aetles + developers + mac   3

Why developers, customers should be wary of the Mac App Store | Macworld
Perhaps, at this point, you’re wondering what you should do. The first step is concluding how you feel about the Mac App Store and Apple’s increasingly strict rules regarding the apps that can be sold there. If you don’t mind them, keep contentedly shopping in the store.

But take pause. When we talk about the importance of backing up, we often say that it’s a question of when, not if, your hard drive will fail. With the Mac App Store, it’s nearing certainty that if you haven’t yet been stymied by the impact of one of Apple’s Mac App Store rules, you will be soon.

That stymieing might take one of several forms: A developer of an app you love might release a brand new version with a brand new price tag, since there’s no option to offer upgrade pricing. An app you love may be forced to strip out features you depend upon to comply with Apple’s rules. Or developers behind an app you love may find that they simply can’t keep the app in the Mac App Store anymore, and pull it (see Postbox, Alfred, TextExpander, and Moom, each of which has been forced to move out of the App Store and return to a direct sales only model). Whether you’ll be able to “cross-grade” from your Mac App Store version of that app to a standalone, external version will be at the whim (and maybe even technical expertise) of the developer in question.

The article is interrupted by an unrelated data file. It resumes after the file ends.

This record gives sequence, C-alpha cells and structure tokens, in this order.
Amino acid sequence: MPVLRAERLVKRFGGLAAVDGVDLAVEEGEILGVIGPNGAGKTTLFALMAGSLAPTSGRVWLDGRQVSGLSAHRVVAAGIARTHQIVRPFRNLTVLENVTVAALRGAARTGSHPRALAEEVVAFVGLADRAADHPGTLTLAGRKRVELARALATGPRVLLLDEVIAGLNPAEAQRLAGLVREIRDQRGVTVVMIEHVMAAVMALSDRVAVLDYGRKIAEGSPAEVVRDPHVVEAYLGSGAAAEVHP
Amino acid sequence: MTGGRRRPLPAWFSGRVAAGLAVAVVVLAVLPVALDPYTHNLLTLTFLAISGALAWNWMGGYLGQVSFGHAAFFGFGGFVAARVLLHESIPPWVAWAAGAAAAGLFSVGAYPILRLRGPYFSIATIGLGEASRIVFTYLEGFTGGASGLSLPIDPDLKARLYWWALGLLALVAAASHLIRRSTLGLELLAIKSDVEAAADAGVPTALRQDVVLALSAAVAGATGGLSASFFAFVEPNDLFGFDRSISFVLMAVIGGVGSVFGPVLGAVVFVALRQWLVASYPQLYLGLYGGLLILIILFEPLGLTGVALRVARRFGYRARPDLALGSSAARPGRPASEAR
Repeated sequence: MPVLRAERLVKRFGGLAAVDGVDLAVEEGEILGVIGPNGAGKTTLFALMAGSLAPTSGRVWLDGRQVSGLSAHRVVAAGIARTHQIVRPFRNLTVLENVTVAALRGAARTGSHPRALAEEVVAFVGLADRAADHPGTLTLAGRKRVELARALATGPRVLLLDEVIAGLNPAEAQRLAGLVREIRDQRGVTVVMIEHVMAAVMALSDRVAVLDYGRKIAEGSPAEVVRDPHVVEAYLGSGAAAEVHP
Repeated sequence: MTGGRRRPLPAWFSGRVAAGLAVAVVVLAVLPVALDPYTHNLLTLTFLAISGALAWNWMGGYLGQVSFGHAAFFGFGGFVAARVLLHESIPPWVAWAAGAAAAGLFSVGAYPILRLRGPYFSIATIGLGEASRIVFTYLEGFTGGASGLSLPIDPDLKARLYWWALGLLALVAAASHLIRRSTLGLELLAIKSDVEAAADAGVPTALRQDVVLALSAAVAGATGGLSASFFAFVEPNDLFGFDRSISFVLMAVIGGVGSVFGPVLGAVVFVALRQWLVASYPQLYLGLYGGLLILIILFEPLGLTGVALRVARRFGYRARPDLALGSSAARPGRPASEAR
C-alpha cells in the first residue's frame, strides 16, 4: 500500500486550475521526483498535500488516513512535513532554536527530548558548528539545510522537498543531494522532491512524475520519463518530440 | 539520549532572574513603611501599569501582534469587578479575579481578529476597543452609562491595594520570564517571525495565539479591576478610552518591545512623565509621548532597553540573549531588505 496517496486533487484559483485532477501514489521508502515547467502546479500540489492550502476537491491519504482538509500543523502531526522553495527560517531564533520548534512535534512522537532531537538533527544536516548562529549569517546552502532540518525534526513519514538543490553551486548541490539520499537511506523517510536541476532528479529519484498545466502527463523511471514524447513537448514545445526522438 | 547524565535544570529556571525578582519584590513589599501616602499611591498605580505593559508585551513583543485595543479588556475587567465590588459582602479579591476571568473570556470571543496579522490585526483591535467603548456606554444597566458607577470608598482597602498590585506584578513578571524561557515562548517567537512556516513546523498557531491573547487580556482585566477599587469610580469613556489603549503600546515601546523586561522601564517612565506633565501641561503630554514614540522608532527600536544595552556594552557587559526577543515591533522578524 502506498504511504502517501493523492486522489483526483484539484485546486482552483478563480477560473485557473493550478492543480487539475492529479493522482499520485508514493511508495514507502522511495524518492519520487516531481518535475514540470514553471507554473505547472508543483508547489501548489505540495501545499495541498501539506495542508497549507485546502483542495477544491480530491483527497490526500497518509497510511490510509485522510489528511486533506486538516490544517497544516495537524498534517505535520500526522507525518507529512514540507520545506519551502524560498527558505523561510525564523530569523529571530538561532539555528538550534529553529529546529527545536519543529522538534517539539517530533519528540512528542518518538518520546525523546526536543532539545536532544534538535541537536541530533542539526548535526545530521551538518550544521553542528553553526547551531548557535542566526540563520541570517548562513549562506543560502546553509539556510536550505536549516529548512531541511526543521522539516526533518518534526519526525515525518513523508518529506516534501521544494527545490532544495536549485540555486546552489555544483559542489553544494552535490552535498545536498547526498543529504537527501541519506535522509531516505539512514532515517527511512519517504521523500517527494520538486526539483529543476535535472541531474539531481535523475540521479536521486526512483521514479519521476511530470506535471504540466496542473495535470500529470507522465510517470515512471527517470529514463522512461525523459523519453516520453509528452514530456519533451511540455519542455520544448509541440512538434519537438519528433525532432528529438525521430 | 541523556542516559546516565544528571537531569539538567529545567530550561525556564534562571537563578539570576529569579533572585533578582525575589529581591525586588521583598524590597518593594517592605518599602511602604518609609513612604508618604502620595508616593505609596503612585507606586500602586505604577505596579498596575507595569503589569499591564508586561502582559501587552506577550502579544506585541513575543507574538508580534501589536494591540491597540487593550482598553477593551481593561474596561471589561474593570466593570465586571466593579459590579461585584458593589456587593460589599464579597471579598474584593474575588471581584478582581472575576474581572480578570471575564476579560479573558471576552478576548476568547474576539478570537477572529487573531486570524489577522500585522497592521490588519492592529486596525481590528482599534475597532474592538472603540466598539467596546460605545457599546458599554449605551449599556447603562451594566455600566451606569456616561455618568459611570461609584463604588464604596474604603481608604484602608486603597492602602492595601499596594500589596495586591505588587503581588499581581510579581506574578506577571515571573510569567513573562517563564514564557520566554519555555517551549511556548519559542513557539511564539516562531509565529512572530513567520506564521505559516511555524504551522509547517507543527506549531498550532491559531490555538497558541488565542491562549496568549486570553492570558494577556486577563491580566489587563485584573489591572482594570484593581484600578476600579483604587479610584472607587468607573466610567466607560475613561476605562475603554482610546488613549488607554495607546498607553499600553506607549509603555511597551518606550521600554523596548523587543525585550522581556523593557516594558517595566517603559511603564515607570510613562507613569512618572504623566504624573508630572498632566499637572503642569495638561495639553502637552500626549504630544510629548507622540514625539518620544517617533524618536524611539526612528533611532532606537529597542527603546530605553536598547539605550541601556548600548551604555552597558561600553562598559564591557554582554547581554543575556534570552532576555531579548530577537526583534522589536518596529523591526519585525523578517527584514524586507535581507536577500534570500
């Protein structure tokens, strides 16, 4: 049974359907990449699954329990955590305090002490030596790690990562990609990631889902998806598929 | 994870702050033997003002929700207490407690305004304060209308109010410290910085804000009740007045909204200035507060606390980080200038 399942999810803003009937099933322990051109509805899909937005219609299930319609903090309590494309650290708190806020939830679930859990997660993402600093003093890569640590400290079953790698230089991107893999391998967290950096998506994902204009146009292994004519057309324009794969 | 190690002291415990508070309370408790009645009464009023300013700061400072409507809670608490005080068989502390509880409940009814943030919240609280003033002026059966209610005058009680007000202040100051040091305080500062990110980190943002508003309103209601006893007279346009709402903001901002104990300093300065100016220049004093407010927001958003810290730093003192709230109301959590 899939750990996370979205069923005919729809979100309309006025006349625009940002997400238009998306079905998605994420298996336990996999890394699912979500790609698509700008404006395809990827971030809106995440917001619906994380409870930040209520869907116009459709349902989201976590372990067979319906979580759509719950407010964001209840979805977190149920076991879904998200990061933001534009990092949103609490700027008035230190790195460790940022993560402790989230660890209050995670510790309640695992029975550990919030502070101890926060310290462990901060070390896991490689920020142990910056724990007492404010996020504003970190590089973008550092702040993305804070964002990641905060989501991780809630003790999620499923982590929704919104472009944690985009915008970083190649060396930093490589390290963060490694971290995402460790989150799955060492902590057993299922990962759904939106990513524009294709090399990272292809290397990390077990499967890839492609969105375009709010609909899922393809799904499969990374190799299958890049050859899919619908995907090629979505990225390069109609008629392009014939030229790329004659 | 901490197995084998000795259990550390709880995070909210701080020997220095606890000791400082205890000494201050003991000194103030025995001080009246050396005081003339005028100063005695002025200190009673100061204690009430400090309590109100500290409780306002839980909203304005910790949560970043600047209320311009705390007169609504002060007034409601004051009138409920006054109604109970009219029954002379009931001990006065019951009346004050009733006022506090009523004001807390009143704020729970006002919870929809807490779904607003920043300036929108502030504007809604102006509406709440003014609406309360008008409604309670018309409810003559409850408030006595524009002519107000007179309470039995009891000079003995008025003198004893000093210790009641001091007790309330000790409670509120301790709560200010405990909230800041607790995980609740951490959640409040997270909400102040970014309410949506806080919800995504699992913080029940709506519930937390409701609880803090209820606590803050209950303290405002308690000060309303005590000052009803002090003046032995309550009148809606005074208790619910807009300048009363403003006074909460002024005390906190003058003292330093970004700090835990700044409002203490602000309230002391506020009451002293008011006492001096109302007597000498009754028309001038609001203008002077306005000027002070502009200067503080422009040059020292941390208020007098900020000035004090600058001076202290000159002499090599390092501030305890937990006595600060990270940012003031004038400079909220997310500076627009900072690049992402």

While the Mac App Store remains a fine place to buy certain software titles today, the issues are real, and Apple thus far has displayed its characteristic determination to stick to its current plan. If you’re concerned, you have two tools you can use: The first is to stop shopping at the Mac App Store when possible, and buy apps direct from developers instead. And the second is to share your feedback with Apple directly.

It’s definitely too soon to panic about the future of the Mac App Store and OS X. But it’s not too soon to be concerned.
apple  macappstore  sandboxing  mac  developers 
august 2012 by Aetles
Sandbox of frustration: Apple's walled garden closes in on Mac developers | The Verge
However, most developers have taken the past few months to update their apps according to Apple's new standards — which for some developers means checking a few boxes, and for others means sacrificing features users love. Since Mountain Lion was announced, many top apps like Fantastical, Sparrow, and 1Password have prepared for a Mac world that looks more like iOS's perceived "walled garden." For better or for worse, most developers seem to agree that adding support for Mountain Lion seems to be a do or die.

"Any developer who wants to build for Apple's products typically stays as on pace with the curve as possible, because that's what a significant portion of Apple's customers do," says 1Password's David Chartier. Developers now have two choices: sell unrestricted apps independent of the Mac App Store, or abide by Apple's rules to gain access to the App Store, its enormous distribution power, and new features in OS X like iCloud document syncing for apps and iOS-style push notifications from the cloud in Notification Center.
sandboxing  developers  macappstore  mac  apple 
august 2012 by Aetles
Regarding reaction to the reaction to Sparrow being end-of-lined | iMore.com
The reaction to Sparrow is no different than than the reaction to Tweetie being replaced by the new Twitter for iPhone. It's no different than the reaction to Firefly being canceled.
mac  developers  users  sellout  sparrow  customers 
july 2012 by Aetles

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